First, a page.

"The scariest thriller I’ve ever read is Dialogues of the Dead by the late, great Reginald Hill. In the 19th installment in Hill’s Dalziel/Pascoe crime series, the master is at the top of his game, expertly toying with his readers. The novel’s creeping horror emerges as a serial killer terrorizes a small community by mailing in 'dialogues' to a local writing competition. The catch? The dialogues are about the murders the writer is committing. Full of classical allusions and inventive wordplay, the letters offer clues to the next murder on the killer’s list. I wasn’t expecting this brilliantly literary novel to build to such a terrifying conclusion. My heart nearly stopped during the pulse-pounding climax where the killer was unmasked."
'The Last Supper Before Ragnarok' author Cassandra Khaw recommends 'The Twisted Ones' by Ursula Vernon, writing as T. Kingfisher
"Ursula Vernon's [written under the pseudonym T. Kingfisher] The Twisted Ones, which is coming out soon, is remarkable in that it managed to achieve a jump scare while being a book. This is, I might add, the first book that has made me go 'AH!' and chuck my Kindle away from you, suspicious of both the content and the fact it made me went 'ah.' I think a lot of it is tethered to Vernon's conversational prose, the way she builds up characters and friendships, ties people together into this beautiful landscape of interactions where everything feels familiar, everything feels like a life you'd led and know as intimately as your own routine. Then, Vernon stitches that discomfort into the everyday, builds on it, grows it, lets you sink into that nervousness that comes when you're not sure about what's outside of a still-alien door. Every one of us, we've always been afraid of home invaders and The Twisted Ones knows it. The Twisted Ones grows that unease until at last, it has thirtysomething horror writer squeaking at her Kindle and tossing it across the room."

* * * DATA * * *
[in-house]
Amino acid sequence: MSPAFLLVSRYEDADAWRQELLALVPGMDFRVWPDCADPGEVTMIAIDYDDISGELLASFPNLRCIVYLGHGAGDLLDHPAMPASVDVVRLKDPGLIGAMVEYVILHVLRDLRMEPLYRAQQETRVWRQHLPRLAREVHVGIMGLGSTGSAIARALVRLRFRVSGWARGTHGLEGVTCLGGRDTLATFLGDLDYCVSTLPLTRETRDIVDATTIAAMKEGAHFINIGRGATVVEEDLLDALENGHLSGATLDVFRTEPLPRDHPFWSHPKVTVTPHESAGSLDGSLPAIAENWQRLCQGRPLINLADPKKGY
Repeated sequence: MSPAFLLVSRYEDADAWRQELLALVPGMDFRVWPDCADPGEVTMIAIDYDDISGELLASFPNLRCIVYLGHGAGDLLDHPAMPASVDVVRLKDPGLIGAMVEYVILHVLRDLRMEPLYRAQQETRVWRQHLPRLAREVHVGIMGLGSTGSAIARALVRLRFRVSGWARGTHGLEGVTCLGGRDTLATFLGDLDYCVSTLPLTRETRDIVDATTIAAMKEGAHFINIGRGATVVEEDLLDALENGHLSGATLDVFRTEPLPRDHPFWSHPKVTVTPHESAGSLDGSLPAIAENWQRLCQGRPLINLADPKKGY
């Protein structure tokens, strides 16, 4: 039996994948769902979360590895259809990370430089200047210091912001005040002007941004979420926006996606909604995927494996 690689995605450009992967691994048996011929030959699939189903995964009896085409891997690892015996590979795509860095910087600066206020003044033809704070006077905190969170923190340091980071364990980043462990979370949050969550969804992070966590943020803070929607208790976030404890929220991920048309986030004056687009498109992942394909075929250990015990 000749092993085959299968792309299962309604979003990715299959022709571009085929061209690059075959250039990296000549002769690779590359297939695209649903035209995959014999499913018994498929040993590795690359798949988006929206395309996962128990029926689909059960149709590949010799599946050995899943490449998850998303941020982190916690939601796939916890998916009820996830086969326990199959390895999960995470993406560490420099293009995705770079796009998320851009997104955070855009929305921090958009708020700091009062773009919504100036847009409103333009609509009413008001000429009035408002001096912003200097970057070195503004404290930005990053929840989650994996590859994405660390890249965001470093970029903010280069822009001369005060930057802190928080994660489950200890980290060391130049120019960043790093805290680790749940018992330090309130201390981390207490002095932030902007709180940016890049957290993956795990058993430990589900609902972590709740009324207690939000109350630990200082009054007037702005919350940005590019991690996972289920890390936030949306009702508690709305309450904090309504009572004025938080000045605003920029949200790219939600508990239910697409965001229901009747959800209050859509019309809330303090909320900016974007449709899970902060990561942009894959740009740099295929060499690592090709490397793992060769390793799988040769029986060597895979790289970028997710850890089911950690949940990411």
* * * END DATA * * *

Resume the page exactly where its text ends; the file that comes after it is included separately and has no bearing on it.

'The Very Best of Caitlín R. Kiernan' author Caitlín R. Kiernan recommends 'House of Leaves' by Mark Z. Danielewski
"It's a novel that's brilliant on so many levels, one of which is it's comprehension of humanity's fear of the darkness and of unknown spaces, our collective horror of what cannot be quantified and mapped and classified. It's really the ultimate 'haunted' house story, one that has no need of actual, literal ghosts."
'Miracle Creek' author Angie Kim recommends 'Carrie' by Stephen King
"This book didn’t scare me because it was scary (although it was). It scared me because of how much I empathized with and rooted for Carrie. I read this book in middle school, about a year after immigrating to the US. I understood English but still couldn’t speak it well, meaning that I was starting to understand that kids were making fun of me — of my accent, my weird clothes, my cluelessness. I burned reading about the mean kids’ bullying of Carrie, and when she decided to use her telekinetic powers to exact revenge on them, I whooped for her. As she grew out of control and caused explosions and fires that ended up destroying not only the school but the entire town, I was horrified not only by what was happening on the page, but by my initial approval of her actions, the intensity of my humiliation at being the square outcast."
'The Favorite Sister' author Jessica Knoll recommends 'The Little Stranger' by Sarah Waters
"A few years ago, I had a winter trip planned to London and wanted to read something spooky and gothic to complement the setting. I packed The Little Stranger by Sarah Waters — Stephen King warned it would cause 'several sleepless nights' — thinking it would be fun to curl up in bed on a foggy London night reading about a crumbling and possibly haunted mansion in postwar England. If your version of fun includes being so scared that you have to ask your husband to sit in the bathroom with you while you shower (mine does!), then I can’t recommend this novel enough."